The LSE has never been the exchange of choice for tech stocks and the departure of ARM Holdings in September has only made things worse. That?s all the more reason why growth-hungry investors shouldn?t ignore the potential to be found in AIM-listed tech shares.
One investor favourite is theme park ticketing vendor Accesso Technology (LSE: ACSO) whose shares have increased in value over 900% in the past five years. Providing ticketing technology and queue management solutions for roller coasters and water parks may not be a sexy industry, but with thousands of such venues across the world, Accesso has a…
The LSE has never been the exchange of choice for tech stocks and the departure of ARM Holdings in September has only made things worse. That’s all the more reason why growth-hungry investors shouldn’t ignore the potential to be found in AIM-listed tech shares.
One investor favourite is theme park ticketing vendor Accesso Technology (LSE: ACSO) whose shares have increased in value over 900% in the past five years. Providing ticketing technology and queue management solutions for roller coasters and water parks may not be a sexy industry, but with thousands of such venues across the world, Accesso has a huge market to tap.
The company has done this with aplomb and revenue has jumped more than 180% over the past half decade. This success is due to Accesso rolling out devices that benefit both parks and their customers by allowing guests to buy tickets online, reserve spots on rides, and boosting cross-selling opportunities by reducing the amount of time guests spend waiting in long lines.
This is obviously an attractive proposition for park operators and major brands such as Six Flags and Merlin Entertainment have rushed to sign long-term contracts for Accesso’s services. The opportunities for Accesso to continue growing are especially bright given the ubiquity of smartphones and consumers’ increasing acceptance of mobile payments. Guests can now use Accesso’s technology to buy their tickets, souvenirs and food & drink all with a tap of a button on their phone.
Financially the company is on sound footing with net debt less than one times full-year EBITDA, and operating margins of 8.2% looking likely to rise as recent acquisitions are integrated and cost of sales fall due to recurring revenue from major contracts. Shares are pricey at 47 times forward earnings but I’ll continue to watch Accesso closely in the coming quarters.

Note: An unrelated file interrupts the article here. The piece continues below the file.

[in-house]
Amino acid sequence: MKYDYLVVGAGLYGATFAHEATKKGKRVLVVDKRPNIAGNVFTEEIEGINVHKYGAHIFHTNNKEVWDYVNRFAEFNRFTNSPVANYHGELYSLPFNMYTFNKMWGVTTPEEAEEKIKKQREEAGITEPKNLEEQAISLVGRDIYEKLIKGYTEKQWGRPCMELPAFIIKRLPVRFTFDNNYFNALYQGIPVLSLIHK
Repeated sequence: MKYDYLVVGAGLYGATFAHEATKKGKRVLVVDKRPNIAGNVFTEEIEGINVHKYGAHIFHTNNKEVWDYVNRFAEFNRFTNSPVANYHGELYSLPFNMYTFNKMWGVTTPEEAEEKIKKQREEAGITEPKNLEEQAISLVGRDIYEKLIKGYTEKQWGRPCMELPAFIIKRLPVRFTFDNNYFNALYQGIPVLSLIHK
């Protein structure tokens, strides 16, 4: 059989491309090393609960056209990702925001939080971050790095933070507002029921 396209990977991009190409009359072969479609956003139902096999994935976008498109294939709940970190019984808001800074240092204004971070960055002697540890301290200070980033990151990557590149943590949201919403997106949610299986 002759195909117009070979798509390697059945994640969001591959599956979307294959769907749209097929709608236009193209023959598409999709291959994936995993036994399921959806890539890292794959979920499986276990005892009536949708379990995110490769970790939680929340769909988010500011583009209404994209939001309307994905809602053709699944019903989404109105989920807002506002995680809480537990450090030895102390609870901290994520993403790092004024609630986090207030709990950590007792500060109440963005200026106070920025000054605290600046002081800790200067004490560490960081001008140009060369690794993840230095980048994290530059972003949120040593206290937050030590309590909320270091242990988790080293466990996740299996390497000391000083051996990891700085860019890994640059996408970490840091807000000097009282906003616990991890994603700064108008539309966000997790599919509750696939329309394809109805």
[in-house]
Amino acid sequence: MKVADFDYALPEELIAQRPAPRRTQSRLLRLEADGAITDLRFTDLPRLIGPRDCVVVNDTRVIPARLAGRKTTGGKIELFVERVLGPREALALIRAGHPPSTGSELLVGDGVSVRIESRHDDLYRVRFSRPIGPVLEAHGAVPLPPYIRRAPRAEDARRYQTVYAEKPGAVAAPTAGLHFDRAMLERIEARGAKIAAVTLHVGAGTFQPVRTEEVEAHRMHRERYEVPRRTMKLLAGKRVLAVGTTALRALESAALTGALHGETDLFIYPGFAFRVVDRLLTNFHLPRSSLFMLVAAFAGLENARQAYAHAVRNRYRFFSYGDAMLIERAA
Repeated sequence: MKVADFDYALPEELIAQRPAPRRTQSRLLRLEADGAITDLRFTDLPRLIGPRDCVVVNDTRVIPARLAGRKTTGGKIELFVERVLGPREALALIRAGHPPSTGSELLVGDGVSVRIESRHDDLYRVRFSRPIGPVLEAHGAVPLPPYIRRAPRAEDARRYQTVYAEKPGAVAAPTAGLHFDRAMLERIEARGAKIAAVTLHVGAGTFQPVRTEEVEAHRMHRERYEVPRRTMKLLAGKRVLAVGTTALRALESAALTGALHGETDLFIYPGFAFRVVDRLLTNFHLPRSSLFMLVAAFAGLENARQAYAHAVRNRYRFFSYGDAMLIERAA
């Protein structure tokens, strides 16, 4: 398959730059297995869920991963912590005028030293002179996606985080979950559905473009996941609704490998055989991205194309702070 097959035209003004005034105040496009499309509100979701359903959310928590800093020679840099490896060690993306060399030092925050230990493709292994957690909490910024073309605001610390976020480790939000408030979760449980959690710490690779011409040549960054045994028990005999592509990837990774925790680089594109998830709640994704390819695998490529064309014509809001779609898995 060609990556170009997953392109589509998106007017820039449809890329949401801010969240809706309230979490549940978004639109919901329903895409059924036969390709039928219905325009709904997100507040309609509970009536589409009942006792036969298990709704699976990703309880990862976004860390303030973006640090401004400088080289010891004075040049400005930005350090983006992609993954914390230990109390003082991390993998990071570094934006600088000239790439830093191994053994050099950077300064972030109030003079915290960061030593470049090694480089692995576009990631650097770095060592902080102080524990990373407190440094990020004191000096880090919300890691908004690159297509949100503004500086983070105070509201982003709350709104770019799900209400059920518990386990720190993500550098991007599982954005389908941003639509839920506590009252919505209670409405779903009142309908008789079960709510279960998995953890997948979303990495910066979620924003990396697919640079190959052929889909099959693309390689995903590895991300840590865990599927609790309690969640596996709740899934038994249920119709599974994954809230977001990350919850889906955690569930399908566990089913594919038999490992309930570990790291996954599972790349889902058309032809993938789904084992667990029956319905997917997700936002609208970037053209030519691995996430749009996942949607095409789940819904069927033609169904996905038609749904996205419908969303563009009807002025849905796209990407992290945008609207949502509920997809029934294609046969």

Banking on health
If there’s one subject that Labour and the Tories both agree on it’s the need for the NHS and healthcare industry more broadly to rapidly embrace technology in order to lower costs and improve patient outcomes. That’s where EMIS Group (LSE: EMIS) comes in.
EMIS digitises and standardises patient records, develops software for medical practices and runs IT systems for GPs, hospitals and pharmacies. This has unsurprisingly been a winning combination for physicians looking to simultaneously lower non-medical operating costs and improve patient services.
EMIS has been growing at a steady clip, although over the past half year, revenue growth slowed to 1% as NHS spending fell and the company made few acquisitions. In the long term there are certainly major growth prospects as the company’s 55% primary care market share and 14% market share for child, community and mental health care offer significant room to grow.
Aside from top line growth, I’ll also be watching whether the company can improve margins enough to continue growing profits and dividends at a steady clip. There was success on this front over the past six months as adjusted operating margins rose from 21.7% to 22.4% year-on-year, allowing dividends to rise 10% during the period.
Slowing growth is a worry, but it could simply be a single quarter hiccup and with a large untapped market ahead and a relatively sane valuation of 19 times forward earnings, I believe EMIS deserves a closer look for tech investors.
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Ian Pierce has no position in any shares mentioned. The Motley Fool UK has recommended Emis Group. We Fools don't all hold the same opinions, but we all believe that considering a diverse range of insights makes us better investors.